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8 Wintry Words to Defrost Your Vocabulary

rum1

[ruhm] /rʌm/
noun
1.
an alcoholic liquor or spirit distilled from molasses or some other fermented sugar-cane product.
2.
alcoholic drink in general; intoxicating liquor:
He warned against the demon rum.
Origin
1645-1655
1645-55; perhaps short for obsolete rumbullion, rumbustion, of obscure origin
Related forms
rumless, adjective
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Based on the Random House Dictionary, © Random House, Inc. 2014.
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British Dictionary definitions for rumless

rum1

/rʌm/
noun
1.
spirit made from sugar cane, either coloured brownish-red by the addition of caramel or by maturation in oak containers, or left white
Word Origin
C17: perhaps shortened from C16 rumbullion, of uncertain origin

rum2

/rʌm/
adjective rummer, rummest
1.
(Brit, slang) strange; peculiar; odd
Derived Forms
rumly, adverb
rumness, noun
Word Origin
C19: perhaps from Romany rom man

rum3

/rʌm/
noun
1.
short for rummy1
Collins English Dictionary - Complete & Unabridged 2012 Digital Edition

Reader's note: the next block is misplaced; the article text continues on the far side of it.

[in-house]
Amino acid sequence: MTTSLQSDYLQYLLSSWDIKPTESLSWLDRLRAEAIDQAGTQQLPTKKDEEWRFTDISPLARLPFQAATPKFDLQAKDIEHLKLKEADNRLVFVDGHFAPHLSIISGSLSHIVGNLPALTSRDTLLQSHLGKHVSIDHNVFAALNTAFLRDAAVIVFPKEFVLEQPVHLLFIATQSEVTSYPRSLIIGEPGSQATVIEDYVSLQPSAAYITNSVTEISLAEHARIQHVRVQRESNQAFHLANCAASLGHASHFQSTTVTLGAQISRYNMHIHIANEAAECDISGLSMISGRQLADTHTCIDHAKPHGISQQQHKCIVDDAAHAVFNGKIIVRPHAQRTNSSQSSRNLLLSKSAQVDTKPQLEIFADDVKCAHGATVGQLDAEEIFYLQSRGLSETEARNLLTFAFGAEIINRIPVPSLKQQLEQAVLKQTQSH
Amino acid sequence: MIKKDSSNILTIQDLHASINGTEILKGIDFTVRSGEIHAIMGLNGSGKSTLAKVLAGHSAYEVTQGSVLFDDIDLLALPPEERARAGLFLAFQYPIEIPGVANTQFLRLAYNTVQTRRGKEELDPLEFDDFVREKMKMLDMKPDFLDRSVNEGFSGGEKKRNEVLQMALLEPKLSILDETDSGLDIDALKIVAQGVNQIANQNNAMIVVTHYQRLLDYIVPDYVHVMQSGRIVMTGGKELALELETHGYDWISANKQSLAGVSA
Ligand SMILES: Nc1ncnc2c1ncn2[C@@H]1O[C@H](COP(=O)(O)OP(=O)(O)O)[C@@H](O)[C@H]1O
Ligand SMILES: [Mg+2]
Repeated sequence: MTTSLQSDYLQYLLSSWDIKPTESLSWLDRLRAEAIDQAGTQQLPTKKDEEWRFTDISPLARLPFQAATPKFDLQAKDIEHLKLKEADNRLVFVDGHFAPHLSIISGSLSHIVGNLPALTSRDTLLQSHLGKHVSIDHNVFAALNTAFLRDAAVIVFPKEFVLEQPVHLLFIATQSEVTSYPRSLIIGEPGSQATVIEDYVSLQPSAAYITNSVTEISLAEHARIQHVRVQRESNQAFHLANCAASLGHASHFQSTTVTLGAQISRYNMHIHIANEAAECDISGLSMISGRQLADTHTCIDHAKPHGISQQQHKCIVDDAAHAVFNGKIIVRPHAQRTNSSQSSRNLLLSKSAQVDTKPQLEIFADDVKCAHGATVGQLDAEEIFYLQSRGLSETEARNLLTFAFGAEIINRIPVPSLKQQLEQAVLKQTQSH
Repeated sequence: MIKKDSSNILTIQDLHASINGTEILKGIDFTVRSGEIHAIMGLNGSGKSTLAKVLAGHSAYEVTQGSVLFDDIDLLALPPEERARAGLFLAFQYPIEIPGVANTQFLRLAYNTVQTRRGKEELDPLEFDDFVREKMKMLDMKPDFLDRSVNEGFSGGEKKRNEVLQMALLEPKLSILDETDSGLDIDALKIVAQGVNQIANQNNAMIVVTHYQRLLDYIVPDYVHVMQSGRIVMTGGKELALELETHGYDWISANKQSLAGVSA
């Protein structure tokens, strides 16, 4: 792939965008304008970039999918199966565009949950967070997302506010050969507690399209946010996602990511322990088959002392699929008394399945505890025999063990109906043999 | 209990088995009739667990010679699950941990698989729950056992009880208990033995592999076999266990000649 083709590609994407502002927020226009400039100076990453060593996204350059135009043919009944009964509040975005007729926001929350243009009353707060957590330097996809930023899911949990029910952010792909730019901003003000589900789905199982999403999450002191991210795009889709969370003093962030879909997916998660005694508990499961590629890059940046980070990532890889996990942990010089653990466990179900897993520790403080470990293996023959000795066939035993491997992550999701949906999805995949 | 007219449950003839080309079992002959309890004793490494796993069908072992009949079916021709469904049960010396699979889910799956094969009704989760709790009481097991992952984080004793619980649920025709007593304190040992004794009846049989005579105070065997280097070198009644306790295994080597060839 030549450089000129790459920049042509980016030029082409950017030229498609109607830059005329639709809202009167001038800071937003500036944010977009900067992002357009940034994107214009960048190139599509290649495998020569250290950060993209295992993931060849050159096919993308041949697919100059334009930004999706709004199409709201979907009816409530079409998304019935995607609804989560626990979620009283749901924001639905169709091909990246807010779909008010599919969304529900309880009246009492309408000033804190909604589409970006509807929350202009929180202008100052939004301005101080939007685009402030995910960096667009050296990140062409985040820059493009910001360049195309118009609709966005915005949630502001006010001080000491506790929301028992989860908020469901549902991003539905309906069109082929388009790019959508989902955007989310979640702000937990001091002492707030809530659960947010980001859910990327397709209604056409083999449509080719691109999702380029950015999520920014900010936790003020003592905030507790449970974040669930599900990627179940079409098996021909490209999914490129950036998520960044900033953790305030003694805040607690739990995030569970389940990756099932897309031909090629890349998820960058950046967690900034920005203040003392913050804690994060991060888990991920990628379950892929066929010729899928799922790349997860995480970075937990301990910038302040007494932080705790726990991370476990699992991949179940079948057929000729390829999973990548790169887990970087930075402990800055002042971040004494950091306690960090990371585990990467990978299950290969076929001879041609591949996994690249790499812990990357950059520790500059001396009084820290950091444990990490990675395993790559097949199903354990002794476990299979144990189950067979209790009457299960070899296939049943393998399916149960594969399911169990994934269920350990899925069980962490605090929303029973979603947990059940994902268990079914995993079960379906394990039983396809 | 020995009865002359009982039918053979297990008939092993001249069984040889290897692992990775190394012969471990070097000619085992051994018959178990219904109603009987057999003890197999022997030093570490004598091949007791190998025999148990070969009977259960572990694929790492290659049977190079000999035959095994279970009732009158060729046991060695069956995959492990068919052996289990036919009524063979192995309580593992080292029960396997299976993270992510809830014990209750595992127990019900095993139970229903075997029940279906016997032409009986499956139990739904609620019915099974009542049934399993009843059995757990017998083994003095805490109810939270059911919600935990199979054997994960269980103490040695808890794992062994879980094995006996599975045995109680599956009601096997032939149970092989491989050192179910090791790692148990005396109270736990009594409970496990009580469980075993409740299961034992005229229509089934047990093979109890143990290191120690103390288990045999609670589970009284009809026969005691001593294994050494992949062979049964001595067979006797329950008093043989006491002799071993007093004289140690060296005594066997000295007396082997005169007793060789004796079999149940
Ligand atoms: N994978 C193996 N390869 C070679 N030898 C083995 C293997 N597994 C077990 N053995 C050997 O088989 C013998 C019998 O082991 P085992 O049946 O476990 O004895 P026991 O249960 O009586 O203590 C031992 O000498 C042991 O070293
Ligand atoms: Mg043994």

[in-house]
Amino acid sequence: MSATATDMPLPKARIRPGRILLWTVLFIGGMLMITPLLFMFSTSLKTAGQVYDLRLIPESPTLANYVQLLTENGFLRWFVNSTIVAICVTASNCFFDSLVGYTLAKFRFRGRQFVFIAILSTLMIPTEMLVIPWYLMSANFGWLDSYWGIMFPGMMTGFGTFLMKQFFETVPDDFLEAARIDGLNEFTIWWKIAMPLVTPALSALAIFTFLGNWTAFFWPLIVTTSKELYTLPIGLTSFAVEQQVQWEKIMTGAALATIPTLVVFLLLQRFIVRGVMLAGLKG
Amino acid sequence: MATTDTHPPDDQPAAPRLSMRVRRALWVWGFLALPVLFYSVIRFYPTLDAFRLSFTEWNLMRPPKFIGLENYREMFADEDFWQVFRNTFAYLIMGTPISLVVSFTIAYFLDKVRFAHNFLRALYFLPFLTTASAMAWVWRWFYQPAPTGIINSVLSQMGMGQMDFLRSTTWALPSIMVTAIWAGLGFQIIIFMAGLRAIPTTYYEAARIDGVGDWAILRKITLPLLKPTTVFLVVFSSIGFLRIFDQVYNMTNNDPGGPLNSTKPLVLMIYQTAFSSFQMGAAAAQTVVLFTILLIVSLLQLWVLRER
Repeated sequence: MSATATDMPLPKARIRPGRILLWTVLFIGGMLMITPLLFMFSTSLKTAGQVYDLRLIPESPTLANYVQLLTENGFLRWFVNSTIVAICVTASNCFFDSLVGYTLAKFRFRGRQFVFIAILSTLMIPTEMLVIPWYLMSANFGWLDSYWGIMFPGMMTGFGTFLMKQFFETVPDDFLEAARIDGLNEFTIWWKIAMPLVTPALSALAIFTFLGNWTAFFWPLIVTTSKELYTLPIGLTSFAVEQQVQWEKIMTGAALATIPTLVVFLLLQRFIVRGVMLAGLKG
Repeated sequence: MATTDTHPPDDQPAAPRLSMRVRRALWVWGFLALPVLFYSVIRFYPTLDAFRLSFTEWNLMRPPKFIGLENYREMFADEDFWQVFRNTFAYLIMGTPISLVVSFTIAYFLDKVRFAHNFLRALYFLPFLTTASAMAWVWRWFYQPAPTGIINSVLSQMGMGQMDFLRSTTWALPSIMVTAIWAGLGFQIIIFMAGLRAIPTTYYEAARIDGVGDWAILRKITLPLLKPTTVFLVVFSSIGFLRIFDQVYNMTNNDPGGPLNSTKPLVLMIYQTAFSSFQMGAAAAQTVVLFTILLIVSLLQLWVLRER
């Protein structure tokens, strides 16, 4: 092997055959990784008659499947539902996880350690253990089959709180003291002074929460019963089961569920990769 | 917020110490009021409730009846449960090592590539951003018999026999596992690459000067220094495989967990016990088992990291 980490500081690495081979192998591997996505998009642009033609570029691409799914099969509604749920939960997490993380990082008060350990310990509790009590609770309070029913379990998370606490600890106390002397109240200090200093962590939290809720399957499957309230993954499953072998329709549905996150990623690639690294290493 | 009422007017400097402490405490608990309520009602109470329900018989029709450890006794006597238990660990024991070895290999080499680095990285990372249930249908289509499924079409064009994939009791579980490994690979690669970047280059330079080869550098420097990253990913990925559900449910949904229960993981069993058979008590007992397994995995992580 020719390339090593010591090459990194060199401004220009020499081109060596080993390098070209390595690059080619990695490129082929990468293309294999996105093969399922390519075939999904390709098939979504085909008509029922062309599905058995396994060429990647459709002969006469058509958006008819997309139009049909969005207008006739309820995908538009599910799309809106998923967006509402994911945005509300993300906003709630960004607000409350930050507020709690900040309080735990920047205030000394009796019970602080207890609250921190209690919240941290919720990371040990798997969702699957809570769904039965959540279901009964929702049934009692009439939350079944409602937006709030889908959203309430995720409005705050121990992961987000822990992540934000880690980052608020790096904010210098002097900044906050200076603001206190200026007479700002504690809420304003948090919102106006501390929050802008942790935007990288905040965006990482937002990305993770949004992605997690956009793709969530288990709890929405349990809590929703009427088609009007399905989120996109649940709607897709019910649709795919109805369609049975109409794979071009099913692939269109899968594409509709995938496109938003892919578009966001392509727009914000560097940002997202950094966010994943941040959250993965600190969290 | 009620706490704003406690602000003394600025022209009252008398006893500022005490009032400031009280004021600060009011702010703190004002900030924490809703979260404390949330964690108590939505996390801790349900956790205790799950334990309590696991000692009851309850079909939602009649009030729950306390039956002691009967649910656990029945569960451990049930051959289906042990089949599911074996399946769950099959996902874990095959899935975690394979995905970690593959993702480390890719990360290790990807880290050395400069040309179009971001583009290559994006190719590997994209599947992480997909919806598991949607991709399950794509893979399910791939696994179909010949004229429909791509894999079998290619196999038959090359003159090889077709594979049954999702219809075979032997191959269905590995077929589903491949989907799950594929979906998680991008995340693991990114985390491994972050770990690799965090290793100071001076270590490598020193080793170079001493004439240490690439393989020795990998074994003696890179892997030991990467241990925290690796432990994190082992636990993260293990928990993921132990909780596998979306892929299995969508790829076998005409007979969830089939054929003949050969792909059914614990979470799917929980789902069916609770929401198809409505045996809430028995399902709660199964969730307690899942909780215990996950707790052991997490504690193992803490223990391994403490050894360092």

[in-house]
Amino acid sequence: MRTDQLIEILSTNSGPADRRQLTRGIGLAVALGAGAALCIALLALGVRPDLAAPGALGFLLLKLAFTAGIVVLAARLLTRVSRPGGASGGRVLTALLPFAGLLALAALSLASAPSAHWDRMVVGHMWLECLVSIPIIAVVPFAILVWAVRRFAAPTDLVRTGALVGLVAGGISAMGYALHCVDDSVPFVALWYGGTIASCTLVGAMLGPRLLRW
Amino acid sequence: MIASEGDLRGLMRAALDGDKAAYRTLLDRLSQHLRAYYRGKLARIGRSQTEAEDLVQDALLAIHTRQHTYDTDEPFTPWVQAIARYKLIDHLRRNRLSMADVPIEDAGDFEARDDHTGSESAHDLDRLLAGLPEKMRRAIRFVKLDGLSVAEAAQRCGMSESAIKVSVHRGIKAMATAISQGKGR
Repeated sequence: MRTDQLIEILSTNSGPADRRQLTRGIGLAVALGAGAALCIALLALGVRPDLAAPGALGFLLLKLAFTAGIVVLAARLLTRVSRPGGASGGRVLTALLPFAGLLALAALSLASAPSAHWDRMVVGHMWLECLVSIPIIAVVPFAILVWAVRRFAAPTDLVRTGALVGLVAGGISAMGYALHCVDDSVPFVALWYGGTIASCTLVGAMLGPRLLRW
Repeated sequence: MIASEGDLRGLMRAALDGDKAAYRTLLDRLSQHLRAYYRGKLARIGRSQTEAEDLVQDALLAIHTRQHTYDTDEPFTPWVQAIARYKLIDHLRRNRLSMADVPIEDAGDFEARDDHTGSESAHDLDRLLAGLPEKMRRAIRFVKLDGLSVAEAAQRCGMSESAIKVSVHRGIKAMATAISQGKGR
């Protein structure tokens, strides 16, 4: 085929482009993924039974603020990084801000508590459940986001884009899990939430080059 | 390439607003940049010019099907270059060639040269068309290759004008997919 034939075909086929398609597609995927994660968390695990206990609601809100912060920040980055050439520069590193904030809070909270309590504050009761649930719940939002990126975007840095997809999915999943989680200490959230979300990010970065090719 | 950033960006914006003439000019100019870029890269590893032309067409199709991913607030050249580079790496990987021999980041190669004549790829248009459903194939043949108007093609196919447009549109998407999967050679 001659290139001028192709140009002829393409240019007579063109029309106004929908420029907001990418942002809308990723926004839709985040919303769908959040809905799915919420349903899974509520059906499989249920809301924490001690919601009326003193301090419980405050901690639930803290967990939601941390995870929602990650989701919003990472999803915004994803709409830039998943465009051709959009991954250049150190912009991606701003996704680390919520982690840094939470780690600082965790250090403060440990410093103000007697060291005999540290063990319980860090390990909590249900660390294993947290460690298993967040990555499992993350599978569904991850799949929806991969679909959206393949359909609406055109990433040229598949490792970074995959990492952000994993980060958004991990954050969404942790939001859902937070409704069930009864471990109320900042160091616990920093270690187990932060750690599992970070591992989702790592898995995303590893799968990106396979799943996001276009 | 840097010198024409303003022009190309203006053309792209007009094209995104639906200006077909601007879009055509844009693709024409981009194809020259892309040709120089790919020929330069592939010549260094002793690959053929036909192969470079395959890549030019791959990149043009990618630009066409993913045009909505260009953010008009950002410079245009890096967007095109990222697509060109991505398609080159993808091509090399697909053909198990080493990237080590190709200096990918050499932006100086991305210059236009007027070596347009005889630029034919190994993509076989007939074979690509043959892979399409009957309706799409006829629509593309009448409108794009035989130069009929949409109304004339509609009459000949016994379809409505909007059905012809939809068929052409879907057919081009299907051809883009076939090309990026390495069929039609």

© William Collins Sons & Co. Ltd. 1979, 1986 © HarperCollins
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Word Origin and History for rumless

rum

n.

"liquor from sugar cane or molasses," 1650s, shortening of rumbullion (1651), rombostion (1652), of uncertain origin, perhaps from rum (adj.).

The chiefe fudling they make in the Island [i.e. Barbados] is Rumbullion alias Kill-Devill, and this is made of suggar cane distilled, a hott, hellish and terrible liquor. ["A briefe Description of the Island of Barbados," 1651]
The English word was borrowed into Dutch, German, Swedish, Danish, Spanish, Portuguese, Italian, French, and Russian. Used since 1800 in North America as a general (hostile) name for intoxicating liquors.
Rum I take to be the name which unwashed moralists apply alike to the product distilled from molasses and the noblest juices of the vineyard. Burgundy in "all its sunset glow" is rum. Champagne, soul of "the foaming grape of Eastern France," is rum. ... Sir, I repudiate the loathsome vulgarism as an insult to the first miracle wrought by the Founder of our religion! [Oliver Wendell Holmes, "The Autocrat of the Breakfast-Table," 1891]

adj.

"excellent, fine, good, valuable," 1560s, from rome "fine" (1560s), said to be from Romany rom "male, husband" (see Romany). E.g. rum kicks "Breeches of gold or silver brocade, or richly laced with gold or silver" [Grose, "Dictionary of the Vulgar Tongue," 1788].

A very common 16c. cant word, by 1774 it also had come to mean "odd, strange, bad, spurious," perhaps because it had been so often used approvingly by rogues in reference to one another. This was the main sense after c.1800.

Online Etymology Dictionary, © 2010 Douglas Harper
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